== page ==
Only two weeks remain to discover or rediscover Notman, A Visionary Photographer, a major exhibition on the life and work of a Montrealer who was a pioneer in Canadian photography and one of the country’s greatest photographers of the 19th century. The exhibition ends on March 26. Impressive portraits, vast landscapes and scenes of Montreal take visitors on a fascinating trip back in time in a contemporary scenography. The retrospective presents images of the city with its carriages, trams, bustling port and major works during a period when Montreal played a pivotal role in the development of the country.

The exhibition will be open until 9 p.m. on Thursday, March 23 and Friday, March 24. It will exceptionally close after 5 p.m. on March 15.

The exhibition features 285 photographs and objects drawn primarily from the McCord Museum collection. It offers a new perspective on the career of William Notman (1826-1891), a Scottish immigrant whose work helped build the Canadian identity. The exhibition examines how the artist’s character contributed to his tremendous success. It also focuses on his modern approach to photography, founded on principles of communication, management and innovation. Vintage prints are the heart of the exhibition, supplemented by multimedia installations and interactive devices that provide dynamic information and help clarify the 19th-century idea of modernity.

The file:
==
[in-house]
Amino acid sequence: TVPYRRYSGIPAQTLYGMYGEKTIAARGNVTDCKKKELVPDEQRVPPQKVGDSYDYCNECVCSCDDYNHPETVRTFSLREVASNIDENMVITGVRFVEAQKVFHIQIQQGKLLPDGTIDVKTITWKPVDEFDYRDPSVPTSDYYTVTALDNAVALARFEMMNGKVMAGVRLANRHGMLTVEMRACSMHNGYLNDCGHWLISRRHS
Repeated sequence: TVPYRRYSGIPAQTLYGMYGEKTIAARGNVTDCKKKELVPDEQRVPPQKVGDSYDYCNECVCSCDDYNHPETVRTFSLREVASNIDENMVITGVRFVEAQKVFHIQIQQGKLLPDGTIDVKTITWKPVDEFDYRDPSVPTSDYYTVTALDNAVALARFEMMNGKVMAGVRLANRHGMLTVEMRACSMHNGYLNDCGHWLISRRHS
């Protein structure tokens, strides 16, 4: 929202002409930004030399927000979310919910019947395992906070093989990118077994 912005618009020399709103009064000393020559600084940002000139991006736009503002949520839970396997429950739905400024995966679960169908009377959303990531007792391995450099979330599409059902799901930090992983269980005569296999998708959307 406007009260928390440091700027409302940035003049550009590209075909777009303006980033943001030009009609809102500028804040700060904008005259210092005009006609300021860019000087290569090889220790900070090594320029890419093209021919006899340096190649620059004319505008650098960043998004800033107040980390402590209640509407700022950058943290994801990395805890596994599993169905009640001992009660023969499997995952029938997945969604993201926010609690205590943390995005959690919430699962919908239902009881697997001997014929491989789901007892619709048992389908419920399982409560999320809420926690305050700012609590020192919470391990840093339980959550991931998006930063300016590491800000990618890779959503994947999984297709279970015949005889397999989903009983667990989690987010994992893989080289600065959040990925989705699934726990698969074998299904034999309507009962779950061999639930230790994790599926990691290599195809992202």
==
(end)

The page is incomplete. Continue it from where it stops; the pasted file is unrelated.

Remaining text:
Notman, A Visionary Photographer is produced, planned and presented by the McCord Museum. Hélène Samson, Curator, Notman Photographic Archives at the McCord Museum, is the curator of the exhibition. Following its stay in Montreal, the exhibition will travel to the Canadian Museum of History in Gatineau and the Glenbow Museum in Calgary. An important book about the artist and his work has been produced for the exhibition. Richly llustrated and accompanied by numerous essays, the book won a Grafika prize for its design by the Paprika agency.